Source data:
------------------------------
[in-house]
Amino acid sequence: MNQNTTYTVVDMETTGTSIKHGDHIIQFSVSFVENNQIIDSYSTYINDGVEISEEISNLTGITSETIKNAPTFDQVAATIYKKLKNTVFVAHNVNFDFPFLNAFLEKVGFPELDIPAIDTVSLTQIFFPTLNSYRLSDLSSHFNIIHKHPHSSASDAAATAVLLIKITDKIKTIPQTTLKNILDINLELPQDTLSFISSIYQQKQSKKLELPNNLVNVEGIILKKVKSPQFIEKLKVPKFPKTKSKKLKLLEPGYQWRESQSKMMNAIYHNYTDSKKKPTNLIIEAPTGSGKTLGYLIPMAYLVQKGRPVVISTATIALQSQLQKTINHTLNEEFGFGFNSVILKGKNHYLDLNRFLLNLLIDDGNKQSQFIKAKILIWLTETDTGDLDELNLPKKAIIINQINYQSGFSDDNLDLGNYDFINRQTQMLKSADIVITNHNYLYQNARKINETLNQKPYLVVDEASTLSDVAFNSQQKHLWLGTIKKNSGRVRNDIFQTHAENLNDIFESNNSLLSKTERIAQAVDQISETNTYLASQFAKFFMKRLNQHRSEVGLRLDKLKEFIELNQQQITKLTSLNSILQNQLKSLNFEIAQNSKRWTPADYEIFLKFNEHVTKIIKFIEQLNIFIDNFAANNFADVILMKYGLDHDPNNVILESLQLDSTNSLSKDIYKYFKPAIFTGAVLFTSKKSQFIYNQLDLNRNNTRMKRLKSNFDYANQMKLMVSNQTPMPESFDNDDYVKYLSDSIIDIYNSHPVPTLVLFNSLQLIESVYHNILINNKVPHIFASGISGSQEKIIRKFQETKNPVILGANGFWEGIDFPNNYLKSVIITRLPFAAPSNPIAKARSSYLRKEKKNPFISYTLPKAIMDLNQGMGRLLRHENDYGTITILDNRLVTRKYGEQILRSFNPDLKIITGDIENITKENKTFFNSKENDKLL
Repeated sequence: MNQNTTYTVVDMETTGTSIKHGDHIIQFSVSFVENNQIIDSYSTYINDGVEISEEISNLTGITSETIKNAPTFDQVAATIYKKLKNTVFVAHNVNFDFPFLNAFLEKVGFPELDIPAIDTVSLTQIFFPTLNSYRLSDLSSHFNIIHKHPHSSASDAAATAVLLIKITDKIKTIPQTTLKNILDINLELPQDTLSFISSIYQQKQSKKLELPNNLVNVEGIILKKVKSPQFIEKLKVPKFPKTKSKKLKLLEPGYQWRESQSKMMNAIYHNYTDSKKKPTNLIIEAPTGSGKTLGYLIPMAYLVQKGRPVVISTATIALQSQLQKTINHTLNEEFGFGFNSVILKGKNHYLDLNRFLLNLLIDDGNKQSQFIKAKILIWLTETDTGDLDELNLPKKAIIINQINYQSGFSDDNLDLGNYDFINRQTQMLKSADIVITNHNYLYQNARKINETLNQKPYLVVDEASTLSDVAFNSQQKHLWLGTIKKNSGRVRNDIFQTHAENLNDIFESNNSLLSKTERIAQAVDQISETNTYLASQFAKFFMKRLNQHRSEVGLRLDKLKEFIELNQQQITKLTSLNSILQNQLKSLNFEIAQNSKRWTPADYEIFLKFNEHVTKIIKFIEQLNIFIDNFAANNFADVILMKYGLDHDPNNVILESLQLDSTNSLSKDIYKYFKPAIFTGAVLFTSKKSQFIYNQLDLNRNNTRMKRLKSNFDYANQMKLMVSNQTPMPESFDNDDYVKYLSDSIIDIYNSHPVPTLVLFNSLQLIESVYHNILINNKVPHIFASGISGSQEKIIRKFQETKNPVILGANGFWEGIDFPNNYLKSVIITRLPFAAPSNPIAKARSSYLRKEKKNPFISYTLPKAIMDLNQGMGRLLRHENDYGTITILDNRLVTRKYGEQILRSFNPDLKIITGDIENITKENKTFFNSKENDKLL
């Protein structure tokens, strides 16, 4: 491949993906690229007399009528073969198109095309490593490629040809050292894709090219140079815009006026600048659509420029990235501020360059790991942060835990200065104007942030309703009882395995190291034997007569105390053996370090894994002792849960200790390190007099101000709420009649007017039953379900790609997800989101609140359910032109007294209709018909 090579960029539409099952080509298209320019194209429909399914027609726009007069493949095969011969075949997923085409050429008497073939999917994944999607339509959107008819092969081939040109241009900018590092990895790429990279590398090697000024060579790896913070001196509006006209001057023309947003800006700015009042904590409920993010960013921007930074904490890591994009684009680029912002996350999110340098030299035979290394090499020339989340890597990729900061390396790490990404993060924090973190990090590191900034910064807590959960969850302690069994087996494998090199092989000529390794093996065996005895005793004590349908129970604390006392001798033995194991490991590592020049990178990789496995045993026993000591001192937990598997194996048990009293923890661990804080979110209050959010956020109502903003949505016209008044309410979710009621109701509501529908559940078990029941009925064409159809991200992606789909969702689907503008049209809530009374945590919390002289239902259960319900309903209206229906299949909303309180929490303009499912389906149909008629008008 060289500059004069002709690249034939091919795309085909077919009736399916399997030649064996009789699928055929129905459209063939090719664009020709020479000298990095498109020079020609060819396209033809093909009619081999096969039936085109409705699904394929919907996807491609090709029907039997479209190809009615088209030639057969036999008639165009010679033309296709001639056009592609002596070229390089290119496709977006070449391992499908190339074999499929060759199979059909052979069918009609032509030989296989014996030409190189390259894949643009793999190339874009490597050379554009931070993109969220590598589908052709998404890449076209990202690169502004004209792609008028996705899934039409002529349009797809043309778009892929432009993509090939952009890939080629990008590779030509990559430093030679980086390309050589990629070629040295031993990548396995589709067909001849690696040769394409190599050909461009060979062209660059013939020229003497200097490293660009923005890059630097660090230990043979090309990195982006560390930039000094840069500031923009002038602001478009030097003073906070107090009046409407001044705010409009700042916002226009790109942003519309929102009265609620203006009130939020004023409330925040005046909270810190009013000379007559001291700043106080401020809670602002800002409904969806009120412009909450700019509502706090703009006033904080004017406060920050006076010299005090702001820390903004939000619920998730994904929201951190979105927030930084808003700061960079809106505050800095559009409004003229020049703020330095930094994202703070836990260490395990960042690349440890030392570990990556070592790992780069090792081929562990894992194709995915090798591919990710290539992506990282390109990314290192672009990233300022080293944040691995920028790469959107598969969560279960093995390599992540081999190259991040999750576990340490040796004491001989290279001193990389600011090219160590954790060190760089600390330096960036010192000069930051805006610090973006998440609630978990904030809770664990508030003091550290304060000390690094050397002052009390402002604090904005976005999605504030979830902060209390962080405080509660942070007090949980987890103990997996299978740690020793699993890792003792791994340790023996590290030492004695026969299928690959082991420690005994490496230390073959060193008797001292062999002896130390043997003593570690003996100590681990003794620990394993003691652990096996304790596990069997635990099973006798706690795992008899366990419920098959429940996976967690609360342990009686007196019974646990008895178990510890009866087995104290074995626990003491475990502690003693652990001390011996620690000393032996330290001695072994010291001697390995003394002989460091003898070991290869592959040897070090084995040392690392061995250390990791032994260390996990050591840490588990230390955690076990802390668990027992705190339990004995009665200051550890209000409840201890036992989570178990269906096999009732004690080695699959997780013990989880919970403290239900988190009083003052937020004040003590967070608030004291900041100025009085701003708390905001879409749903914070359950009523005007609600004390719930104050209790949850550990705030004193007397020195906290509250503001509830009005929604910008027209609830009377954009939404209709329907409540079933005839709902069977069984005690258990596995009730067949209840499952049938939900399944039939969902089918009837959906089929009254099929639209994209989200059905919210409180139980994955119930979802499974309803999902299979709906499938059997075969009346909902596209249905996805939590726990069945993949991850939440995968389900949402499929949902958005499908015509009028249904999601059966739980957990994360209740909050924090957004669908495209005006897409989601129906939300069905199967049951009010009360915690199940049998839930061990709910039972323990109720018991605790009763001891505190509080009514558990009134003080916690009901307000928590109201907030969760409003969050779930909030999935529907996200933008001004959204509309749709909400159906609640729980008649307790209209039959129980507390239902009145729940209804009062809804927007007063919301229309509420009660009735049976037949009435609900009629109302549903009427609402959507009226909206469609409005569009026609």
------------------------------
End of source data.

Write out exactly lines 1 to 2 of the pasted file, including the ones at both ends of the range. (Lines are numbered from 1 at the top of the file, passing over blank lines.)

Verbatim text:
[in-house]
Amino acid sequence: MNQNTTYTVVDMETTGTSIKHGDHIIQFSVSFVENNQIIDSYSTYINDGVEISEEISNLTGITSETIKNAPTFDQVAATIYKKLKNTVFVAHNVNFDFPFLNAFLEKVGFPELDIPAIDTVSLTQIFFPTLNSYRLSDLSSHFNIIHKHPHSSASDAAATAVLLIKITDKIKTIPQTTLKNILDINLELPQDTLSFISSIYQQKQSKKLELPNNLVNVEGIILKKVKSPQFIEKLKVPKFPKTKSKKLKLLEPGYQWRESQSKMMNAIYHNYTDSKKKPTNLIIEAPTGSGKTLGYLIPMAYLVQKGRPVVISTATIALQSQLQKTINHTLNEEFGFGFNSVILKGKNHYLDLNRFLLNLLIDDGNKQSQFIKAKILIWLTETDTGDLDELNLPKKAIIINQINYQSGFSDDNLDLGNYDFINRQTQMLKSADIVITNHNYLYQNARKINETLNQKPYLVVDEASTLSDVAFNSQQKHLWLGTIKKNSGRVRNDIFQTHAENLNDIFESNNSLLSKTERIAQAVDQISETNTYLASQFAKFFMKRLNQHRSEVGLRLDKLKEFIELNQQQITKLTSLNSILQNQLKSLNFEIAQNSKRWTPADYEIFLKFNEHVTKIIKFIEQLNIFIDNFAANNFADVILMKYGLDHDPNNVILESLQLDSTNSLSKDIYKYFKPAIFTGAVLFTSKKSQFIYNQLDLNRNNTRMKRLKSNFDYANQMKLMVSNQTPMPESFDNDDYVKYLSDSIIDIYNSHPVPTLVLFNSLQLIESVYHNILINNKVPHIFASGISGSQEKIIRKFQETKNPVILGANGFWEGIDFPNNYLKSVIITRLPFAAPSNPIAKARSSYLRKEKKNPFISYTLPKAIMDLNQGMGRLLRHENDYGTITILDNRLVTRKYGEQILRSFNPDLKIITGDIENITKENKTFFNSKENDKLL